Yesterday, as previously mentioned, I was at the magnificent National Weather Center at the University of Oklahoma in Norman, giving a speech to this conference about science communication. I’m hoping that the talk—which covered anything from the work of the 18th century French philosophe the Marquis de Condorcet to the unfortunate depictions of science in Hollywood films—will eventually be available online. Meanwhile, though, I’d like to remark on a spectacular encounter I had at the event. We tend to complain and critique on blogs; this post will be the opposite.
In the first floor lobby of the airy National Weather Center, where the tornado investigating devices “Dorothy” and “TOTO” are on display, there’s also a large suspended globe which acts as a spherical screen. Four projectors flash onto it simultaneously, so that it is possible to fully project the entire globe’s weather as provided by satellites. It’s called SphereCasting, NOAA’s “Science on a Sphere” program, and I can only call it magnificent. If there’s a better technology for explaining science to the interested public, I can’t think of it. And apparently there are now 30 such spheres in existence.
The sphere doesn’t merely allow one to display weather everywhere all at once. You can pretty much project anything onto it with the right program. You can make the sphere into Mars, or Jupiter, or Titan, or the Sun. The woman who gave me a brief tour of how it works even said she was waiting for the program that would let her turn it into the Death Star. And it’s hard to see why one couldn’t also project the results of global climate models up there. Frankly, the possibilities are vast, if not endless.
It was only a coincidence, but I encountered the Sphere while in the middle of reading a great early 19th century work of scientific exploration, Alexander von Humboldt’s Personal Narrative of a Journey to the Equinoctical Regions of the New Continent (South America). Humboldt, as our Princeton prof D. Graham Burnett explains, had a pioneering global vision of science. Frankly, it was far more than any single man could accomplish, but Humboldt sure tried. As he scaled mountains and thwacked his way through rainforests, he was constantly taking measurements with dozens of instruments—gauging temperature, pressure, humidity, and so on—as well as analyzing the ecological distributions of plant and animal species, rocks and minerals. Humboldt felt that by having a fully geographic picture of how all these different parameters varied, across the planet, universal laws would gradually present themselves.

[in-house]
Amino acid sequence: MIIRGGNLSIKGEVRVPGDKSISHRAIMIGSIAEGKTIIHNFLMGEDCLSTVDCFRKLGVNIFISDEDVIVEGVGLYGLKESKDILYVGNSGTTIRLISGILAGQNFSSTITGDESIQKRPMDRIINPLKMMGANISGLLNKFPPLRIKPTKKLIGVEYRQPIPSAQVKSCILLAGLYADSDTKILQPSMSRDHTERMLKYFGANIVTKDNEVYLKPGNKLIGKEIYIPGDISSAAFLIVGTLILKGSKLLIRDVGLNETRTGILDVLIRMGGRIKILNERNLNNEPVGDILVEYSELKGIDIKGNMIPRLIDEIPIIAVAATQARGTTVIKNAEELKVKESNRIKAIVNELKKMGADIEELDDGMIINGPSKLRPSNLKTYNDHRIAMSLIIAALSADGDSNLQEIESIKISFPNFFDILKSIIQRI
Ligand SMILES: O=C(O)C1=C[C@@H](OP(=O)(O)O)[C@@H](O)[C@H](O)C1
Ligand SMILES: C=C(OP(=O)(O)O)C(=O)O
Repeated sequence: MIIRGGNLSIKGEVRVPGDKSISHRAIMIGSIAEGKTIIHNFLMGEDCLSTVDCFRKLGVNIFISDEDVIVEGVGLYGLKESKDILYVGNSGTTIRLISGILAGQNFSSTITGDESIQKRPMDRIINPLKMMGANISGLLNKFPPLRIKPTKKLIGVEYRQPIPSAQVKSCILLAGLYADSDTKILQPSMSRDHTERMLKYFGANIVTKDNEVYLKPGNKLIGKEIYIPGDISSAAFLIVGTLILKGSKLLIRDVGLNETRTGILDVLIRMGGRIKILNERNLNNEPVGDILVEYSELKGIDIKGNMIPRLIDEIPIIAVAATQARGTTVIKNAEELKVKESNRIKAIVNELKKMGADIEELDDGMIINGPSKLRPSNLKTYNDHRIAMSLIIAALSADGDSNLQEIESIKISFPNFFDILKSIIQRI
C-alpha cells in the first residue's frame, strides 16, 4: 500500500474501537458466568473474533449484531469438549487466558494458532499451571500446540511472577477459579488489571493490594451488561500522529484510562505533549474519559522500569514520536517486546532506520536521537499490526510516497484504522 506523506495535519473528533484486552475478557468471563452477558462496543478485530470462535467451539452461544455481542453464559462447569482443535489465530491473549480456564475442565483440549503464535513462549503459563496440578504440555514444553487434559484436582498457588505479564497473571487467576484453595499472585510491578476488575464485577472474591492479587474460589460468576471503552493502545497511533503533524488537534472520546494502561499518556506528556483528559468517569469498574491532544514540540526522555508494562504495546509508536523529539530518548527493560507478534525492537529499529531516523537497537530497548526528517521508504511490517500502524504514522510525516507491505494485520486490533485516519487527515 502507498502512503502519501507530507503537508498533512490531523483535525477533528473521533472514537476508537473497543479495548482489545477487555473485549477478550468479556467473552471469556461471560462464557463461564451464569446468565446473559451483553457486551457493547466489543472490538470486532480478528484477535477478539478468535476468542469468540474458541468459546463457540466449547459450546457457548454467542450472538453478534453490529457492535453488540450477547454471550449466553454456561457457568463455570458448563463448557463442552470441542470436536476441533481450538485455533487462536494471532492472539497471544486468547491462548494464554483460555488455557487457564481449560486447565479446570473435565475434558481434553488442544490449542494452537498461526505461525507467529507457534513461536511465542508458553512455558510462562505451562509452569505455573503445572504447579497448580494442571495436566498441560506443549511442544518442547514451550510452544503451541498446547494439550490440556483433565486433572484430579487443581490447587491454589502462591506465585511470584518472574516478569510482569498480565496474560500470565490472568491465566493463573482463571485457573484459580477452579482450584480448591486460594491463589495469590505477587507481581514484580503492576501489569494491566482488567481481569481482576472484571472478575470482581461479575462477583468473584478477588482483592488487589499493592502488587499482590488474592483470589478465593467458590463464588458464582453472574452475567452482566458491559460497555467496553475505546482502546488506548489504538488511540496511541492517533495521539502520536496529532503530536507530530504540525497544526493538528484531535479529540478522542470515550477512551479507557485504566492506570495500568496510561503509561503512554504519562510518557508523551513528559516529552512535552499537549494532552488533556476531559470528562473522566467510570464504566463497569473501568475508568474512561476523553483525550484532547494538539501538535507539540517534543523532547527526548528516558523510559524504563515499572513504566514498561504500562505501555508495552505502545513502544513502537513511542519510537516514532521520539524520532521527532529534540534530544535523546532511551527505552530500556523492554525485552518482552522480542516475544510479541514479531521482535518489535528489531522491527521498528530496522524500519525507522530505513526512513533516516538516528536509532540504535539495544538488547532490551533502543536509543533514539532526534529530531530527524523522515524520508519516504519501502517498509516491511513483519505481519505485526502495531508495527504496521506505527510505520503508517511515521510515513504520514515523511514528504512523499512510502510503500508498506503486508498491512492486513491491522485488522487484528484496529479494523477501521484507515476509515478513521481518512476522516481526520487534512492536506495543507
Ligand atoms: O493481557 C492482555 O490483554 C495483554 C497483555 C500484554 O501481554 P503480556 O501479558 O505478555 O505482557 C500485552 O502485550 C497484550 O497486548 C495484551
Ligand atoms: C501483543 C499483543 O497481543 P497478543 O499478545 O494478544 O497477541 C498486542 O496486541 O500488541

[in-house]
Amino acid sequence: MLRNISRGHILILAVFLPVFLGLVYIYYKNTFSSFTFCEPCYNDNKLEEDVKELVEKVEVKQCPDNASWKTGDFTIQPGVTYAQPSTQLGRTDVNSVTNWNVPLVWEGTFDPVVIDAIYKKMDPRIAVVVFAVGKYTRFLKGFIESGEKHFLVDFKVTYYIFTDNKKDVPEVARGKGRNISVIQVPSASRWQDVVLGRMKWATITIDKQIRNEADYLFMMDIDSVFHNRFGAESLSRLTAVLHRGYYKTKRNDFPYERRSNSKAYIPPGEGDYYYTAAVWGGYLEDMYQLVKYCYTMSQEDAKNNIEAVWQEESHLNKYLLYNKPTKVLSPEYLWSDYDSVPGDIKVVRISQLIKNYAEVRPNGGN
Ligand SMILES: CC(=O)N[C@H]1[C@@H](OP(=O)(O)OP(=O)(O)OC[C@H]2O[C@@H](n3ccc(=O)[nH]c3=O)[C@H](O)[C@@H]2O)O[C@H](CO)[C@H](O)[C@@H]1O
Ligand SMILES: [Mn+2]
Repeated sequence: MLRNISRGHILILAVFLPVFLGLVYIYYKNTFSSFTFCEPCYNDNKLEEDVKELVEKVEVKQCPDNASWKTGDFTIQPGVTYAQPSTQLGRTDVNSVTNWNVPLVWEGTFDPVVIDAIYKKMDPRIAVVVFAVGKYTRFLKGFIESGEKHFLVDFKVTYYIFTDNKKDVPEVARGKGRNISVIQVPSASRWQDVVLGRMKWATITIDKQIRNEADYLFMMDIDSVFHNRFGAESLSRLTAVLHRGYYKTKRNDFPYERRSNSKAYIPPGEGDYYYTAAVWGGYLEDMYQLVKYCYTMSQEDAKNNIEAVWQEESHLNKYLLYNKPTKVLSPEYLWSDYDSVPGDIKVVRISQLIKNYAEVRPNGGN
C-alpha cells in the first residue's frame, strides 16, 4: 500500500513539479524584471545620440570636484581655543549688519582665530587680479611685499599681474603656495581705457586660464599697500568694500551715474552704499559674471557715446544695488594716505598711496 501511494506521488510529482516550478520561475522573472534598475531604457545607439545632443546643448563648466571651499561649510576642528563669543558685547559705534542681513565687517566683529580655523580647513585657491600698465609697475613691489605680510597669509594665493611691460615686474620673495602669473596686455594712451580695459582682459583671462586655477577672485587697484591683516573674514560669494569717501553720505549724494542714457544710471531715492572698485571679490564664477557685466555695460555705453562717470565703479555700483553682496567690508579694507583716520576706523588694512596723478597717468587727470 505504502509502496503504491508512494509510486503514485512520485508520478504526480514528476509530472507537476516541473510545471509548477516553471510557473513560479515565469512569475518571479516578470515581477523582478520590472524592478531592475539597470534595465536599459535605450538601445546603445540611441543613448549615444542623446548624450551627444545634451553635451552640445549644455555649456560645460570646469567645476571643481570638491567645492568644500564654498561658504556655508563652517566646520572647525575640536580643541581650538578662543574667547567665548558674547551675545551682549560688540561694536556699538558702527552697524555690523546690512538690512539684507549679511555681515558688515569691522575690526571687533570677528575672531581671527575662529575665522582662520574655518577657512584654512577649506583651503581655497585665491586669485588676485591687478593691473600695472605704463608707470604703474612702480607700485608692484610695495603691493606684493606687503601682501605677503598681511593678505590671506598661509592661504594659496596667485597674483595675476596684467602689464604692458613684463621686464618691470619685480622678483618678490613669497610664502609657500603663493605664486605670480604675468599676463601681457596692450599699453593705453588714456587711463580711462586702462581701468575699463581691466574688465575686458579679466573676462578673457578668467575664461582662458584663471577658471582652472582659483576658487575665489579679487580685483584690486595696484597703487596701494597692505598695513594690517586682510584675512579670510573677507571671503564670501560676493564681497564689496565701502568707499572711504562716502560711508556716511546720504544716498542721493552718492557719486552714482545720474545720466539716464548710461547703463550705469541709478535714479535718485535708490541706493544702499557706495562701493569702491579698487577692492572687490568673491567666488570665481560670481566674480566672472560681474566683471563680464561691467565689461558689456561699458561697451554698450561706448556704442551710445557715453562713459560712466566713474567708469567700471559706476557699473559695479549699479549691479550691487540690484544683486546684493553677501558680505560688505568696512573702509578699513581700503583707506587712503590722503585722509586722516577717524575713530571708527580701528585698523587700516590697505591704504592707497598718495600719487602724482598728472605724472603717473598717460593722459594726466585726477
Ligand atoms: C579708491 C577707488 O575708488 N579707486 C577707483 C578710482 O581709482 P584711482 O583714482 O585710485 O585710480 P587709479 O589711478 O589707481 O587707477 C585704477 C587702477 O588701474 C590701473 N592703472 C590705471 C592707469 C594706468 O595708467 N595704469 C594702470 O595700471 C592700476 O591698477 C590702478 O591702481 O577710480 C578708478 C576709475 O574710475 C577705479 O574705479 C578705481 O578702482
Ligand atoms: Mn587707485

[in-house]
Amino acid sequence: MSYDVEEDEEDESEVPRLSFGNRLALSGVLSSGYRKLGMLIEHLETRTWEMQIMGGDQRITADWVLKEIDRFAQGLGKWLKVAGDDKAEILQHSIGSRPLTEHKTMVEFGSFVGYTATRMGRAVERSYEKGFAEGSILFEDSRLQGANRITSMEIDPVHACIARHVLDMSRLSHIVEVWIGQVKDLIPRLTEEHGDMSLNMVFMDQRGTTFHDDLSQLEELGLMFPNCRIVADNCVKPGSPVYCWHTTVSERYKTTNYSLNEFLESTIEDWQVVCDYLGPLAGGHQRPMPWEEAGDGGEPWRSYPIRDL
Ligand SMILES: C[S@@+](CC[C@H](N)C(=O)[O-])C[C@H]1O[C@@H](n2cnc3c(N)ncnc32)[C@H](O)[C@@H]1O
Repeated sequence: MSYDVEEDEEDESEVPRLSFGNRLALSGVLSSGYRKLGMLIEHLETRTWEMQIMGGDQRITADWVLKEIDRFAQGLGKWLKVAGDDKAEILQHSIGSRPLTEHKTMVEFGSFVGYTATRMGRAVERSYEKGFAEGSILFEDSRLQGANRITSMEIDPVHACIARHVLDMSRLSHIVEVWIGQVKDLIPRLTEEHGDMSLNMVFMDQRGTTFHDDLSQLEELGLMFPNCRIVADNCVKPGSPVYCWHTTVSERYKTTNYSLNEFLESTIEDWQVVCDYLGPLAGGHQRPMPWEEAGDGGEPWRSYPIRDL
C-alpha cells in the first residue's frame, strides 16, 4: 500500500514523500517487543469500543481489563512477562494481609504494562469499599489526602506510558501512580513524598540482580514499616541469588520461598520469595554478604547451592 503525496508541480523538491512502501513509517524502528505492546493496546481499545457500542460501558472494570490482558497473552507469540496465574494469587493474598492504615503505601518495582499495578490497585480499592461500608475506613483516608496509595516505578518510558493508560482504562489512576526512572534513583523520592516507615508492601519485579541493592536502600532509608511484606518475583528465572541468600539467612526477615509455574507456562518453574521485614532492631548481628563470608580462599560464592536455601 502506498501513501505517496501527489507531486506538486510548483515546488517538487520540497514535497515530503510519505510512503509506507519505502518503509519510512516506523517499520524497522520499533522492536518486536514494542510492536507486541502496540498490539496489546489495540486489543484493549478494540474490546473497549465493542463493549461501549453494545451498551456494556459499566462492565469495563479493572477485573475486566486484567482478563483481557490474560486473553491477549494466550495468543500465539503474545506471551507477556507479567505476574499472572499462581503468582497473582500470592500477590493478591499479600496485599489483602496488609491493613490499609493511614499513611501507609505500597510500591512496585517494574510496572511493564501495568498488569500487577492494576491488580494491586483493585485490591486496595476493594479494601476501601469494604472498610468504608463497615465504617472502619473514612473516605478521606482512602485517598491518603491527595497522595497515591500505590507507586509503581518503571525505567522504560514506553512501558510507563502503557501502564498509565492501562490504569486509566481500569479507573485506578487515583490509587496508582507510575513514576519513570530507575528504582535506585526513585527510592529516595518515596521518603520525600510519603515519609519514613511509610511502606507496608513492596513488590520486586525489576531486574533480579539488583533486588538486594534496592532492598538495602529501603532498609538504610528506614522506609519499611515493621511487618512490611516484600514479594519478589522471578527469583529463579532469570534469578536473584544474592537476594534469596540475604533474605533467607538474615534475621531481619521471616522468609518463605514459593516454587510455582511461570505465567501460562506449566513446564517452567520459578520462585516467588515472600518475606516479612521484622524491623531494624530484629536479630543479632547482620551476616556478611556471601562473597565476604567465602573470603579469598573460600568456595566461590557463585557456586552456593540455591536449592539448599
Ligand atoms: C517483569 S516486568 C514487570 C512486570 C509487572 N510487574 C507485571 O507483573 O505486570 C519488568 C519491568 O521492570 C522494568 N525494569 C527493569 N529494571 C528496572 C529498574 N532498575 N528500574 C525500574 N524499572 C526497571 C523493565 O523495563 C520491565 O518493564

Science on a Sphere is, in a sense, the ultimate culmination of Humboldt’s vision. Our instruments are vastly better–especially our satellites–and we now have so much good data that we can spatially organize it on an actual globe in real time. And then you can just go look—watching as hurricanes form, as the easterlies and westerlies flow, as the fronts move through and the temperatures change. While I’m not sure that there are any more universal laws to discover in this way, there’s still a great need to share those laws with the non-scientist public, and I can’t think of a better way of doing so.
Links to this Post
- Watching data on a sphere « A Man With A Ph.D. | April 6, 2009
- Watching data on a sphere « Path To Sustainable | April 6, 2009
- Long Beach, California | The Intersection | Discover Magazine | May 13, 2009